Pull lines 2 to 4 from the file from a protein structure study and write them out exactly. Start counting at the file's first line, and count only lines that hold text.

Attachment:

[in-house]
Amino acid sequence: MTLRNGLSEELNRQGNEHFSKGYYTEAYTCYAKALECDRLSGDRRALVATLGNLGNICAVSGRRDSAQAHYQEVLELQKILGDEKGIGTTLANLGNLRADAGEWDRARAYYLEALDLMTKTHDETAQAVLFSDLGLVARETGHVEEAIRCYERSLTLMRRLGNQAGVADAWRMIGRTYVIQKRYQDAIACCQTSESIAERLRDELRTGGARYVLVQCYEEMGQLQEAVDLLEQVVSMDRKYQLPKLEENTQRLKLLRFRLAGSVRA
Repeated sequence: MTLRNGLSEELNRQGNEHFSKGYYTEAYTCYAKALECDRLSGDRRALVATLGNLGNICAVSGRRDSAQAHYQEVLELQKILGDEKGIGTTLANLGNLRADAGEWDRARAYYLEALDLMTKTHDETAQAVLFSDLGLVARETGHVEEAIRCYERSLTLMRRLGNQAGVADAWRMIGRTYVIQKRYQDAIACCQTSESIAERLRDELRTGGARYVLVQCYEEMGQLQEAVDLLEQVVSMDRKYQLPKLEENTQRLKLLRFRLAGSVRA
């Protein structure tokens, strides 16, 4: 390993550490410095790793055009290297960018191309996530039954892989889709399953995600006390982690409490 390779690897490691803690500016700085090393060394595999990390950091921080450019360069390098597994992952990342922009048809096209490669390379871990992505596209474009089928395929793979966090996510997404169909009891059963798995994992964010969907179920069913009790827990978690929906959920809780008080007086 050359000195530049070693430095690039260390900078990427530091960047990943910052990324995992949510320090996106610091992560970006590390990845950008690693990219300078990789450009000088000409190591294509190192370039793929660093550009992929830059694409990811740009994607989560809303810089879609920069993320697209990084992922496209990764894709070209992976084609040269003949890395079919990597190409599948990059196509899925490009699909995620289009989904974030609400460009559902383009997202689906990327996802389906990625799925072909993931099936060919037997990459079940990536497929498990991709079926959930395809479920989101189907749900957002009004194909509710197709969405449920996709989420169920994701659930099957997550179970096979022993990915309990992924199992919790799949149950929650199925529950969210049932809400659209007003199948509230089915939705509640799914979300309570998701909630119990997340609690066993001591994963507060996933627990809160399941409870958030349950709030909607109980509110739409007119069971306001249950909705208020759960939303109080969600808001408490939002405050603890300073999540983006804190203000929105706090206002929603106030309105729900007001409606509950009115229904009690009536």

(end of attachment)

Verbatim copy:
Amino acid sequence: MTLRNGLSEELNRQGNEHFSKGYYTEAYTCYAKALECDRLSGDRRALVATLGNLGNICAVSGRRDSAQAHYQEVLELQKILGDEKGIGTTLANLGNLRADAGEWDRARAYYLEALDLMTKTHDETAQAVLFSDLGLVARETGHVEEAIRCYERSLTLMRRLGNQAGVADAWRMIGRTYVIQKRYQDAIACCQTSESIAERLRDELRTGGARYVLVQCYEEMGQLQEAVDLLEQVVSMDRKYQLPKLEENTQRLKLLRFRLAGSVRA
Repeated sequence: MTLRNGLSEELNRQGNEHFSKGYYTEAYTCYAKALECDRLSGDRRALVATLGNLGNICAVSGRRDSAQAHYQEVLELQKILGDEKGIGTTLANLGNLRADAGEWDRARAYYLEALDLMTKTHDETAQAVLFSDLGLVARETGHVEEAIRCYERSLTLMRRLGNQAGVADAWRMIGRTYVIQKRYQDAIACCQTSESIAERLRDELRTGGARYVLVQCYEEMGQLQEAVDLLEQVVSMDRKYQLPKLEENTQRLKLLRFRLAGSVRA
């Protein structure tokens, strides 16, 4: 390993550490410095790793055009290297960018191309996530039954892989889709399953995600006390982690409490 390779690897490691803690500016700085090393060394595999990390950091921080450019360069390098597994992952990342922009048809096209490669390379871990992505596209474009089928395929793979966090996510997404169909009891059963798995994992964010969907179920069913009790827990978690929906959920809780008080007086 050359000195530049070693430095690039260390900078990427530091960047990943910052990324995992949510320090996106610091992560970006590390990845950008690693990219300078990789450009000088000409190591294509190192370039793929660093550009992929830059694409990811740009994607989560809303810089879609920069993320697209990084992922496209990764894709070209992976084609040269003949890395079919990597190409599948990059196509899925490009699909995620289009989904974030609400460009559902383009997202689906990327996802389906990625799925072909993931099936060919037997990459079940990536497929498990991709079926959930395809479920989101189907749900957002009004194909509710197709969405449920996709989420169920994701659930099957997550179970096979022993990915309990992924199992919790799949149950929650199925529950969210049932809400659209007003199948509230089915939705509640799914979300309570998701909630119990997340609690066993001591994963507060996933627990809160399941409870958030349950709030909607109980509110739409007119069971306001249950909705208020759960939303109080969600808001408490939002405050603890300073999540983006804190203000929105706090206002929603106030309105729900007001409606509950009115229904009690009536």